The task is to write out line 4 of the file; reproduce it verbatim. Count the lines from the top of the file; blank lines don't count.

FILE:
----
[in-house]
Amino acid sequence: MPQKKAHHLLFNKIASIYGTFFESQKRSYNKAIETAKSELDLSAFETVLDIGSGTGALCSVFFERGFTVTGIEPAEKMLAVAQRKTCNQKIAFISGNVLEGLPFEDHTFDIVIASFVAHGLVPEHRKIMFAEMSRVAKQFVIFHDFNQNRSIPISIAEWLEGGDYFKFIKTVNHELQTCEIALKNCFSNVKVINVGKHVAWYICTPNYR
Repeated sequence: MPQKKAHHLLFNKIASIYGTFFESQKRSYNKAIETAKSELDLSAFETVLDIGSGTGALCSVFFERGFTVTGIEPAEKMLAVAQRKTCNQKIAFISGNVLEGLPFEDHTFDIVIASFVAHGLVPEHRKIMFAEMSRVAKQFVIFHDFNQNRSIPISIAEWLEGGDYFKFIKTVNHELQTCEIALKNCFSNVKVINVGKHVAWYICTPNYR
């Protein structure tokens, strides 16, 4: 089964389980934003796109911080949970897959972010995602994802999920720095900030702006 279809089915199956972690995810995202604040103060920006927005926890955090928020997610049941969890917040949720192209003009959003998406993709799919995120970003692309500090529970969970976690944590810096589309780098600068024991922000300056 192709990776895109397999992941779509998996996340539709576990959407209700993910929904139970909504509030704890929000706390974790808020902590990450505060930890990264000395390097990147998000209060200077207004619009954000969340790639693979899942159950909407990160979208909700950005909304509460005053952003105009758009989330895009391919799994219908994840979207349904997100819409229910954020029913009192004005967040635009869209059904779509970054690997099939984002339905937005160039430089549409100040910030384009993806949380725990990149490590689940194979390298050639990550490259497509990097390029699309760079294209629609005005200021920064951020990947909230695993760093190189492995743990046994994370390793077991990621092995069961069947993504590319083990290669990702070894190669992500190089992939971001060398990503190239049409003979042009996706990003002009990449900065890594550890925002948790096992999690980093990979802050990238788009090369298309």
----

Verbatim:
């Protein structure tokens, strides 16, 4: 089964389980934003796109911080949970897959972010995602994802999920720095900030702006 279809089915199956972690995810995202604040103060920006927005926890955090928020997610049941969890917040949720192209003009959003998406993709799919995120970003692309500090529970969970976690944590810096589309780098600068024991922000300056 192709990776895109397999992941779509998996996340539709576990959407209700993910929904139970909504509030704890929000706390974790808020902590990450505060930890990264000395390097990147998000209060200077207004619009954000969340790639693979899942159950909407990160979208909700950005909304509460005053952003105009758009989330895009391919799994219908994840979207349904997100819409229910954020029913009192004005967040635009869209059904779509970054690997099939984002339905937005160039430089549409100040910030384009993806949380725990990149490590689940194979390298050639990550490259497509990097390029699309760079294209629609005005200021920064951020990947909230695993760093190189492995743990046994994370390793077991990621092995069961069947993504590319083990290669990702070894190669992500190089992939971001060398990503190239049409003979042009996706990003002009990449900065890594550890925002948790096992999690980093990979802050990238788009090369298309």